Nature as construction
A decade ago, while working in El Calafate (Argentina), Sofía López Mañan found a condor feather. It was huge, it was in the middle of the valley. “It looked like it had just fallen,” she says. Later, in a ceremony, she wanted to donate it. But a grandmother said to her: “What are you doing? That pen fell to you, it came to tell you something”. In September, Sofia recorded the largest release of condors in the country, in Río Negro. Now, she wants to understand the cosmology that surrounds them. As an artist and documentary photographer, Sofía studies naturalism and mycology and raises mushrooms.
You did a survey on social networks in which you asked what was natural and what was not while sharing images of Bambi, indigenous peoples, a tiger on a bed, a crowd in the city. What did the people answer?
One said, “what the human does not intervene is natural.” We have an idea of nature as pristine and ‘untouched’. So, do you touch it with your culture? Another said, “without damage”. What if the volcano throws lava? When I shared Adam and Eve one hundred percent said it was nature. We think we are evolutionists, but the truth is that we are creationists.
We are in an Anthropocene era, we are the greatest modifiers on this planet. We think of isolated objects: “the universe”, “the human”, “nature”, “the mate“. Philosopher Timothy Morton argues that the idea of climate change is presented as a hyper object in itself. So if you start the car’s engine, you are not thinking ‘oops, this is affecting me’.
Sofía López Mañan
I remember when the Buenos Aires Zoo closed and the animals were taken away. Many of us think of “a Noah’s Ark.” Where does that idea come from? We imagine “releasing the elephant in its freedom”, in that mystical, romanticized, and idealized thing, according to which there would be harmony between all species. The other day, in class, they told me “if there was harmony there would be no evolution.”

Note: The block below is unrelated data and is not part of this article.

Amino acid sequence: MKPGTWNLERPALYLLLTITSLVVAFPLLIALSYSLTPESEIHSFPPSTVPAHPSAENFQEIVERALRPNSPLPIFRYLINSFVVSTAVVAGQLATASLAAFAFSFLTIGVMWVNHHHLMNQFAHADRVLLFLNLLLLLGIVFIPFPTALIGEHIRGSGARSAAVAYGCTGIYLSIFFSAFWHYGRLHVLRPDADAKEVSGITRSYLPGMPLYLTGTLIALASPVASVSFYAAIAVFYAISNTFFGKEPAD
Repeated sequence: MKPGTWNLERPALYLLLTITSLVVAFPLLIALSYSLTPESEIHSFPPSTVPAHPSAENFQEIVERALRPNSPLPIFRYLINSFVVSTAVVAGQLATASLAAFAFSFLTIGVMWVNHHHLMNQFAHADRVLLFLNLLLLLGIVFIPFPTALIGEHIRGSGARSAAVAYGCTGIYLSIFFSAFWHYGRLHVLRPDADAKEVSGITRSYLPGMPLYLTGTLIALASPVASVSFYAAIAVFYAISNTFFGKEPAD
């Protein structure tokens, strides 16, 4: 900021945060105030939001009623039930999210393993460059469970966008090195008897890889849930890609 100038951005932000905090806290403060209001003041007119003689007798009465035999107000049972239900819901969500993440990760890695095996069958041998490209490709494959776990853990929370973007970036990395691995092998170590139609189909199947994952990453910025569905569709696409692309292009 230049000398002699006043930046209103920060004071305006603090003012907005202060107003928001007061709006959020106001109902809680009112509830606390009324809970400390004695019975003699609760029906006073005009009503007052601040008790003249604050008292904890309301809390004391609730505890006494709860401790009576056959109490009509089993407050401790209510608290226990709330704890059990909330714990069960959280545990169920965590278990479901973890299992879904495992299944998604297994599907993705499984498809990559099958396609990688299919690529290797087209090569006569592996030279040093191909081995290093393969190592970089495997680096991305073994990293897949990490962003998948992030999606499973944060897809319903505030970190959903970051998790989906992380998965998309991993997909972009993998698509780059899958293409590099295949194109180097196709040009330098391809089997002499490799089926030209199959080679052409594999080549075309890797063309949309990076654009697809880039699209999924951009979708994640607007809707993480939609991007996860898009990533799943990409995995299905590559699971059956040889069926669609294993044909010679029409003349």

I got into the basement of Fauna Nación and began to register taxidermy, animal trafficking. Suddenly I thought “I am doing that again that the problem is always the outside, the bad one”. I named the project ‘Nature is dead’. Some images exist, others do not. I play with desire and fantasy, with how we look and how we build. The term ‘nature’ ranges from a plant, a stream or ‘what is natural’, ‘what is good’, is like God. I decided to make a project as chaotic as the word itself.
Sofía López Mañan
The Andean condor is scarce in northern South America and Patagonia. The Andean Condor Conservation Program takes care of them. What is it like to work with the subject?
I made a mini-documentary about psycho-magical things that happened. The condor became family to me. When the chicks are born much of family is produced. A condor lives almost like a human, between 75 and 80 years. The work that the ‘condoreros‘ do is very meaningful: they get involved, they ask the mountains for permission. The moment of liberation is impressive, people faint. The condoreros are in good and bad times. There are a lot of deaths and falls, mainly due to pesticides or the use of lead.
When they manage to rescue them to cure them, from June to September they are in La Voladora, a large cage where they begin to feel the air, they acclimatize. In September, the cage opens. They are released in small groups, among themselves they learn to fly. It is a work in a mini place, in the middle of nowhere. It is no coincidence that it happens in September, there is a window of good weather so that they can recognize where is food. At night they take a leg to learn. Then the cold appears and then they already have to know how to handle themselves.
I am interested in cosmogony and the value condor has for Andean cultures. They gave me a National Geographic grant for ‘Condors and Cosmovision’. For example, the name ‘Hanan’, for the (misnamed) ‘tehuelches’ means “the one who flies high”. It is like the messenger, who takes our souls to heaven. The Mapuches left their bodies to be eaten by the condors, as a guide for souls.